Author: Joanne Scott
European Regulation of GMOs: Thinking about 'Judicial Review' in the WTO
This paper examines the role of 'judicial review'in the
WTO, by reference to a case study on the European regulation of GMOs. It argues
that 'judicial review' may, in this setting, be conceived as re-enforcing
rather than negating democracy, by enhancing accountability, and in particular
the external accountability of states. It draws on the work of Robert Keohane,
who understands external accountability as accountability to people who while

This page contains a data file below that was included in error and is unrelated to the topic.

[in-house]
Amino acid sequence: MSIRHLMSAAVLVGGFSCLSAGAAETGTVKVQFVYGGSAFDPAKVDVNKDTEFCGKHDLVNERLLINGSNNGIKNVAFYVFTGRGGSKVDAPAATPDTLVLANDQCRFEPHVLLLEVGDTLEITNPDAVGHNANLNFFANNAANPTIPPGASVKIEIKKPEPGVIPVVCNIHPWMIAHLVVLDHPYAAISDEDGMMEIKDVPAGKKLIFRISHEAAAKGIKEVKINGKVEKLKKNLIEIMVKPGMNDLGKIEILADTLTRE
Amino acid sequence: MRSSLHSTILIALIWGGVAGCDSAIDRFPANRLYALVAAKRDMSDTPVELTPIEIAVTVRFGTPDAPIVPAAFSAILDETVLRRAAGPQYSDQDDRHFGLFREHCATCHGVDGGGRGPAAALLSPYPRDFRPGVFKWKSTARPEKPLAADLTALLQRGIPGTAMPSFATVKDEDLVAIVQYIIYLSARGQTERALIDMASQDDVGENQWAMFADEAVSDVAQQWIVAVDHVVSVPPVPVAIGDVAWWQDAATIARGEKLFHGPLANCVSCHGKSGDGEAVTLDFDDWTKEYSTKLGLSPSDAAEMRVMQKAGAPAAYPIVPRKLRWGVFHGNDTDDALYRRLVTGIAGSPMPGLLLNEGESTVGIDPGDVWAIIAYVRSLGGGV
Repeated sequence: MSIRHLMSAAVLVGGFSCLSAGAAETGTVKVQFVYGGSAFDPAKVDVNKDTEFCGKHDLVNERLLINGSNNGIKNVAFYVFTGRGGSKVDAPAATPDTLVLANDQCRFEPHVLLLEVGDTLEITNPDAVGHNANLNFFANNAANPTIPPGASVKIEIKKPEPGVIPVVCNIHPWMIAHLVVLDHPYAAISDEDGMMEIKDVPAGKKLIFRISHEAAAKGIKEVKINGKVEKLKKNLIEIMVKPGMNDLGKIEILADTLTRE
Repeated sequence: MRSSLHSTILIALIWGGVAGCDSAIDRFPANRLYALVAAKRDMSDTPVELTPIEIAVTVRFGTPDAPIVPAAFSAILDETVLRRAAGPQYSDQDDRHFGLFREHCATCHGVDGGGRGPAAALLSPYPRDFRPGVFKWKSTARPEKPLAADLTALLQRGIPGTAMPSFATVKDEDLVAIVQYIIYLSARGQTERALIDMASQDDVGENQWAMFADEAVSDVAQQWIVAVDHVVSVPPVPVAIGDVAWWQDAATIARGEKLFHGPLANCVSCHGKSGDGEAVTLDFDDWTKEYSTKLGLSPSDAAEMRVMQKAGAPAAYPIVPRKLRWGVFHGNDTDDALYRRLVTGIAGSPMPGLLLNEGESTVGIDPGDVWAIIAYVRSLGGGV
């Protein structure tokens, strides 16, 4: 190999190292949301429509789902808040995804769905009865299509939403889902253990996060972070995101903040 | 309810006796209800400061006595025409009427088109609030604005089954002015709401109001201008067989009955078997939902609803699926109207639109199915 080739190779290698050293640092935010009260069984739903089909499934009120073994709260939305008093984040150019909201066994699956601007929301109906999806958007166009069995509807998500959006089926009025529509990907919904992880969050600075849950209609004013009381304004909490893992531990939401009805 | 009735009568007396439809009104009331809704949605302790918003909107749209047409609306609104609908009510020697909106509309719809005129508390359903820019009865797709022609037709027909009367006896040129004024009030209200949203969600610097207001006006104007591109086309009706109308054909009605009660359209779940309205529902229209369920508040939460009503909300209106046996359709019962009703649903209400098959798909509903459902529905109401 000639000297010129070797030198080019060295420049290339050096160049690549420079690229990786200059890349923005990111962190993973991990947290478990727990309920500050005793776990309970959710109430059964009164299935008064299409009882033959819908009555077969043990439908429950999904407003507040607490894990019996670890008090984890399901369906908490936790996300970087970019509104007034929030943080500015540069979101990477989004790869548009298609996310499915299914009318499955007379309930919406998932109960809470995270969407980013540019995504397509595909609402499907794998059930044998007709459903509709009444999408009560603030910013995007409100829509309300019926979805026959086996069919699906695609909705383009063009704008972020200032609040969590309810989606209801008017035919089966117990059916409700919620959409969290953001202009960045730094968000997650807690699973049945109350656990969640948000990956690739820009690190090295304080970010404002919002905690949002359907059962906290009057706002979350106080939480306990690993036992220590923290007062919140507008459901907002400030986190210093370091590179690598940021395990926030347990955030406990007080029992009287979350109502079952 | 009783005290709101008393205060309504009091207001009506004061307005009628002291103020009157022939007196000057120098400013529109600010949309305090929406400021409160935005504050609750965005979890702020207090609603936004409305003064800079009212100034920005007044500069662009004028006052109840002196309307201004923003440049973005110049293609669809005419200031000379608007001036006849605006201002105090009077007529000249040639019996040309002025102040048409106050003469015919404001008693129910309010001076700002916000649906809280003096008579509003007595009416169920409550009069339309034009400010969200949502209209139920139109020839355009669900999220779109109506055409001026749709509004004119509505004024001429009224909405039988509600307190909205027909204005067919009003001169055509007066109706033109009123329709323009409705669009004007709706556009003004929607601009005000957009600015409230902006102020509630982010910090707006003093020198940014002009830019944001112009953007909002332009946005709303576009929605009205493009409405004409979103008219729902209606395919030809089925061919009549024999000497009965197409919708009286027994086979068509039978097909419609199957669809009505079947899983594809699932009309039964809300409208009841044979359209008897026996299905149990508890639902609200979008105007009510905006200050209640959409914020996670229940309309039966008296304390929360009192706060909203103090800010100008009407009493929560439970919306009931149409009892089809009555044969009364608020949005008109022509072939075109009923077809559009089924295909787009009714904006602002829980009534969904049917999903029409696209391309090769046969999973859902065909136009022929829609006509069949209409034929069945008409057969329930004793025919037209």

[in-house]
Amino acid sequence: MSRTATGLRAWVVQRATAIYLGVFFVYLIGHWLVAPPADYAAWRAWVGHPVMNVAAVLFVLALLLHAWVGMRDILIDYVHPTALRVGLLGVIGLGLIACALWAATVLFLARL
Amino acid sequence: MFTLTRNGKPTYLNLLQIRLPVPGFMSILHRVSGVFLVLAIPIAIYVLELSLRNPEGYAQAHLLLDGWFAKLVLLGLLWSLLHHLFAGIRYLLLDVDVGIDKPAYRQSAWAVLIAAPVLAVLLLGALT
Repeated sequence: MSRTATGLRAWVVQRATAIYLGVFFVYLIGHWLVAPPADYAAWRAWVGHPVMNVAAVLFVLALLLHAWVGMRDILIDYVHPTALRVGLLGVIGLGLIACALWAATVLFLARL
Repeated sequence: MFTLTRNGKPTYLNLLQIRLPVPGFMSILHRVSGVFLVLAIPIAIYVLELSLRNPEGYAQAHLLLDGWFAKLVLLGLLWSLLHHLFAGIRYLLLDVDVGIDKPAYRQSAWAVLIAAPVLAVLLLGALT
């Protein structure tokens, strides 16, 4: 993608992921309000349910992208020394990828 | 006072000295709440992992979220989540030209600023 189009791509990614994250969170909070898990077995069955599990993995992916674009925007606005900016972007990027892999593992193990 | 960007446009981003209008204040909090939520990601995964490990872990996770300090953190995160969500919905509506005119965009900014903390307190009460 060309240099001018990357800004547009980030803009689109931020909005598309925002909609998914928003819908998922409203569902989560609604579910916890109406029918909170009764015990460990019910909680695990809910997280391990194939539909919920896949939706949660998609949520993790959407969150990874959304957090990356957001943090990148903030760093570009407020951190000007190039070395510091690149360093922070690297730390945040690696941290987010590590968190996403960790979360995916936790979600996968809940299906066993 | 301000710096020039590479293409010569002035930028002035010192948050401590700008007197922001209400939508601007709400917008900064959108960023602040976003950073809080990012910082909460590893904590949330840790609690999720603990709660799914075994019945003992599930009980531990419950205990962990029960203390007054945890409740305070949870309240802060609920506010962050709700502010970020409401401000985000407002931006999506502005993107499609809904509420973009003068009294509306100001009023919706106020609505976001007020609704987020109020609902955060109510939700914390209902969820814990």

situated outside of a given polity are affected by decisions adopted within it.
The paper supports this argument with reference to cases such as Shrimp/Turtle
and, more recently, GSP. It concedes, however that as the Appellate Body of the
WTO comes to elaborate stronger substantive benchmarks for review - rationality
or proportionality type tests - 'judicial review' also raises a democracy
dilemma for the WTO. One aspect of this dilemma concerns the place of public
opinion in risk regulation, and the legal entitlement of Member State
governments to be responsive, in their regulation, to such opinion. This
democracy dilemma presents an audacious challenge for the WTO, and one which
admits of no easy or absolute answers.
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